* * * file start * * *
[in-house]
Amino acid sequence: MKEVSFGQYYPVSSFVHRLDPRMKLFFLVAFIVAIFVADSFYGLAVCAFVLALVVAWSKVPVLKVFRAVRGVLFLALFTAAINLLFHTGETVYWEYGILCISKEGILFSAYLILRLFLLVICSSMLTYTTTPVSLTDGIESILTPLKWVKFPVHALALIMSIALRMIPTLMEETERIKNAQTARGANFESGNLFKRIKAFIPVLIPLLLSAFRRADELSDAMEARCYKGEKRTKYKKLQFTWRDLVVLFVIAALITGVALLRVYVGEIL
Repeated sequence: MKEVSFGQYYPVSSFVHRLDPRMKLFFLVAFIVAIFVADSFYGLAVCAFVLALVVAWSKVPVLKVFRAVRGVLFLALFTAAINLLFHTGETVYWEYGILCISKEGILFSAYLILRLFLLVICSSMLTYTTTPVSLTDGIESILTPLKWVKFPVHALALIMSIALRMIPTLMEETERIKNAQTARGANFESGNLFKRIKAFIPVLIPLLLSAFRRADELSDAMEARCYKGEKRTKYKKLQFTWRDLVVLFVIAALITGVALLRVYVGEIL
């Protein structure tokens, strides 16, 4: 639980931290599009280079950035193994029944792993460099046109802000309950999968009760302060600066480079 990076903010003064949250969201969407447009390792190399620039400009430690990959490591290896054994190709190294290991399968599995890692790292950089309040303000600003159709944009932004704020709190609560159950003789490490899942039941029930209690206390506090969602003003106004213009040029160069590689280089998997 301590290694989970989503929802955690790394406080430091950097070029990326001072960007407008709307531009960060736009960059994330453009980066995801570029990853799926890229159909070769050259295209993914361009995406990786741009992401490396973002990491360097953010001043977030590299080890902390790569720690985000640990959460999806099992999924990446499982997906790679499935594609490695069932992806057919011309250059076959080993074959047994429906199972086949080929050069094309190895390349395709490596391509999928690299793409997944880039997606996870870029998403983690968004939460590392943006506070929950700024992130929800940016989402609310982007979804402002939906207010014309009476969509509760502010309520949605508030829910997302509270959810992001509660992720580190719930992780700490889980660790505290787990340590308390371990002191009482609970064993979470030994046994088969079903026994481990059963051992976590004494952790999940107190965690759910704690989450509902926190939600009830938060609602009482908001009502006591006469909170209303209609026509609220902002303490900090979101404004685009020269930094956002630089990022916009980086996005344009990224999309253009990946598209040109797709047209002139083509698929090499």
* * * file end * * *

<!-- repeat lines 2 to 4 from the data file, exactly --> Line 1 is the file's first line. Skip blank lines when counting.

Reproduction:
Amino acid sequence: MKEVSFGQYYPVSSFVHRLDPRMKLFFLVAFIVAIFVADSFYGLAVCAFVLALVVAWSKVPVLKVFRAVRGVLFLALFTAAINLLFHTGETVYWEYGILCISKEGILFSAYLILRLFLLVICSSMLTYTTTPVSLTDGIESILTPLKWVKFPVHALALIMSIALRMIPTLMEETERIKNAQTARGANFESGNLFKRIKAFIPVLIPLLLSAFRRADELSDAMEARCYKGEKRTKYKKLQFTWRDLVVLFVIAALITGVALLRVYVGEIL
Repeated sequence: MKEVSFGQYYPVSSFVHRLDPRMKLFFLVAFIVAIFVADSFYGLAVCAFVLALVVAWSKVPVLKVFRAVRGVLFLALFTAAINLLFHTGETVYWEYGILCISKEGILFSAYLILRLFLLVICSSMLTYTTTPVSLTDGIESILTPLKWVKFPVHALALIMSIALRMIPTLMEETERIKNAQTARGANFESGNLFKRIKAFIPVLIPLLLSAFRRADELSDAMEARCYKGEKRTKYKKLQFTWRDLVVLFVIAALITGVALLRVYVGEIL
């Protein structure tokens, strides 16, 4: 639980931290599009280079950035193994029944792993460099046109802000309950999968009760302060600066480079 990076903010003064949250969201969407447009390792190399620039400009430690990959490591290896054994190709190294290991399968599995890692790292950089309040303000600003159709944009932004704020709190609560159950003789490490899942039941029930209690206390506090969602003003106004213009040029160069590689280089998997 301590290694989970989503929802955690790394406080430091950097070029990326001072960007407008709307531009960060736009960059994330453009980066995801570029990853799926890229159909070769050259295209993914361009995406990786741009992401490396973002990491360097953010001043977030590299080890902390790569720690985000640990959460999806099992999924990446499982997906790679499935594609490695069932992806057919011309250059076959080993074959047994429906199972086949080929050069094309190895390349395709490596391509999928690299793409997944880039997606996870870029998403983690968004939460590392943006506070929950700024992130929800940016989402609310982007979804402002939906207010014309009476969509509760502010309520949605508030829910997302509270959810992001509660992720580190719930992780700490889980660790505290787990340590308390371990002191009482609970064993979470030994046994088969079903026994481990059963051992976590004494952790999940107190965690759910704690989450509902926190939600009830938060609602009482908001009502006591006469909170209303209609026509609220902002303490900090979101404004685009020269930094956002630089990022916009980086996005344009990224999309253009990946598209040109797709047209002139083509698929090499």